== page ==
We will probably always be cautious about new unknowns. That’s inevitable and, to some extent, necessary for our survival. But I think that we can start approaching our fears of scientific advances and technology differently to reduce our anxiety levels.
Make the unknown more known
Keep being skeptical, for sure, it’s a great thing that we keep a critical eye on old and new advances. They need to benefit us without causing harm. But that doesn’t mean that you cannot be skeptical about your skepticism.
This is especially true when your starting point is based on no or limited knowledge about the matter. We recently published a meme on Instagram and Facebook about the so-called Dunning–Kruger effect, a cognitive bias where you overestimate your abilities or knowledge. The meme was related to COVID-19, but applies to new and old science as well, including CRISPR, vaccines, the environment, and robots.
The more knowledge you get, the better you can estimate how a new technology may or may not be used in the future. Read peer-reviewed papers, well-respected websites, watch presentations, or go to conferences. If you have doubts, let us know, and we’ll try to unwrap it.
The point is that right knowledge is king. Awareness filters out all the disturbing noise coming from fear-mongers and conspiracy theorists.
The same can be said about your everyday life. The better prepared you are for an interview, competition, or presentation, the less energy you’ll spend on trying to predict the future (often predicted as dark). You’ll be cooler and more assertive. Sure, just as with science, there’s a risk that things go terribly wrong, but at least you’ll know then; it’s not a guess anymore.
Know that predictions you hear might be biased (tainted)
Take a step back and remind yourself that reality is relative and that your fears of an unknown future are products of your surroundings. Just because your environment has an oppressive, aggressive, or conquering mindset, doesn’t mean that it directly translates to others.
I can’t believe that I’m entering a disagreement with the late Stephen Hawkins. All respect to him and his great work. Still, his believes of robots replacing human life are mainly based on how we behave and how we perceive the world (emphasis on we). Our societies start wars, pollute the environment, and extinguish species, but is this necessarily applicable to any type of super-human being? Are they predisposed to act the same way we do?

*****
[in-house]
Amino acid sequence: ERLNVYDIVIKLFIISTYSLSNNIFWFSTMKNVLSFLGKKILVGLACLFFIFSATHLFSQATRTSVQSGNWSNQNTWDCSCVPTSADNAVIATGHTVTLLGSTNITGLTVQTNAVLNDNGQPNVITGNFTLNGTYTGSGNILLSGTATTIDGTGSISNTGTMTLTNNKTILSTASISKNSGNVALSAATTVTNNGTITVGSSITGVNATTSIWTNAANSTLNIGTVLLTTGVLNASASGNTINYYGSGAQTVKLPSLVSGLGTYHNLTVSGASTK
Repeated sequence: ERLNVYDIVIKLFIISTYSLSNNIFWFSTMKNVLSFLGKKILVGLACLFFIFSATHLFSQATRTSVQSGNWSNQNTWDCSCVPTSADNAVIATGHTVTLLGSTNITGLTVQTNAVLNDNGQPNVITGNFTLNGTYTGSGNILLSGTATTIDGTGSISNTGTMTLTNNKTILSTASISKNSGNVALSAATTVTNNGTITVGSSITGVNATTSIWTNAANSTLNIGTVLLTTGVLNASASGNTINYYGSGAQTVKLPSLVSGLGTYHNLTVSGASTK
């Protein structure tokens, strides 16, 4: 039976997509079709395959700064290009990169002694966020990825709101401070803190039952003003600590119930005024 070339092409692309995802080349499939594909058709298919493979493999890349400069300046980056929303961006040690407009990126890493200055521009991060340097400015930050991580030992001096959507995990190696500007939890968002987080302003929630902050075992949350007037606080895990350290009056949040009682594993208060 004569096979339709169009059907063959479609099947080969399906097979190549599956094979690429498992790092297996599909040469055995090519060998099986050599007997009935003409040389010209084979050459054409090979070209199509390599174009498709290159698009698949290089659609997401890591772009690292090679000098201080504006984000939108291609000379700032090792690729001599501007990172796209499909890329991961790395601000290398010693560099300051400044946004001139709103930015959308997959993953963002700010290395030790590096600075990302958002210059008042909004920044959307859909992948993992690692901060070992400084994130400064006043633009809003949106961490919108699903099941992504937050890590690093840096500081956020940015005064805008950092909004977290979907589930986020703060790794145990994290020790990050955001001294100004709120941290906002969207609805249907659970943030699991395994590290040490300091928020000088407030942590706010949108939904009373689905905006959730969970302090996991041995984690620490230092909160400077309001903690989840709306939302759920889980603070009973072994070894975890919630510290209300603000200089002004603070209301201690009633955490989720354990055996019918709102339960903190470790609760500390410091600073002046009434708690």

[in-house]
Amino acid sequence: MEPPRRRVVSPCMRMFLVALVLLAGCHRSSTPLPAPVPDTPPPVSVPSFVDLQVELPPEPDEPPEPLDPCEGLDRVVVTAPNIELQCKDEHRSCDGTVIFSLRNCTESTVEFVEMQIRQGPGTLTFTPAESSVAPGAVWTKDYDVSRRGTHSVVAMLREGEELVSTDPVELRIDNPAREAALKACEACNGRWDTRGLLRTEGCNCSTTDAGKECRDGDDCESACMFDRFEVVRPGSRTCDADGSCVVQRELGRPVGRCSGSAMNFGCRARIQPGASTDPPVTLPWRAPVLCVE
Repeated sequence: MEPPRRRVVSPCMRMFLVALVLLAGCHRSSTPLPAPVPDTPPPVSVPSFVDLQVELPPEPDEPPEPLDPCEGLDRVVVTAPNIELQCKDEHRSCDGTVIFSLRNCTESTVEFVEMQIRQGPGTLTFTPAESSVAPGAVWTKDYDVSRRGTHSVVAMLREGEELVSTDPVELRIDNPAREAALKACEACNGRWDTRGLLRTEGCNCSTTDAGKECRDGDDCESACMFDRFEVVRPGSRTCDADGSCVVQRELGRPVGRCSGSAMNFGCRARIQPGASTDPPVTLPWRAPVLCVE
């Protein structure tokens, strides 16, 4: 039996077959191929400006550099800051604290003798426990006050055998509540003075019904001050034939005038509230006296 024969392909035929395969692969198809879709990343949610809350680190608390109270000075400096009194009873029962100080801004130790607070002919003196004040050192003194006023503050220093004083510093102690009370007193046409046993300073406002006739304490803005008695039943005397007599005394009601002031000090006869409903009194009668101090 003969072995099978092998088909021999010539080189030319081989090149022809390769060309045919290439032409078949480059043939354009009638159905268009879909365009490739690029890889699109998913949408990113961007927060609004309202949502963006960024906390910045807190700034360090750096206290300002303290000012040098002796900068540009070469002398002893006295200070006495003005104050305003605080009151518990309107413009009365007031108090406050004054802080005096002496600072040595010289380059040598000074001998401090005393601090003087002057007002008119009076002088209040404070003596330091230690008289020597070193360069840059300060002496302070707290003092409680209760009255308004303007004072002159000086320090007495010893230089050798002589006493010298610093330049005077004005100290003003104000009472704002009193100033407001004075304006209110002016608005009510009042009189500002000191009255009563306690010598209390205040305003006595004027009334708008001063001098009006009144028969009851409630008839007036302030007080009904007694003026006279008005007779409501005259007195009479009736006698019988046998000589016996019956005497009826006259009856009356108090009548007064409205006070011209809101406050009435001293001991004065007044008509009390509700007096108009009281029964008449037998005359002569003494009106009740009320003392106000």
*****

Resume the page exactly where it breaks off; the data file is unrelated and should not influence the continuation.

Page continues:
Note that we do the same with alien theories. “Once they arrive, they’ll be so advanced that they’ll dominate us.”
You could just as easily think that, if robots, genetically modified (grown-up) babies, and aliens are so advanced, maybe they’ve “switched off” their primitive brains. They figured out how to live harmoniously and sustainably with nature and other beings. And, if you don’t like this hippie crap lingo, tweak the prospective to your taste; it will be just as accurate at this point.
Our fears of the unknown are ultimately merely reflections of ourselves. They are projections of our flaws and what we need to improve . They are a self-lesson, really. The dangers we see in the future reveal our societies’ weaknesses. So, instead of freezing and expect the worst, we can use our fears of biology, robots, and aliens to fix our surroundings. Maybe that will bring the positive vibes.
Next time we’ll make it shorter I think. Maybe about how to think like a scientist. Or how to dress like one? Anyway, until then, stay safe!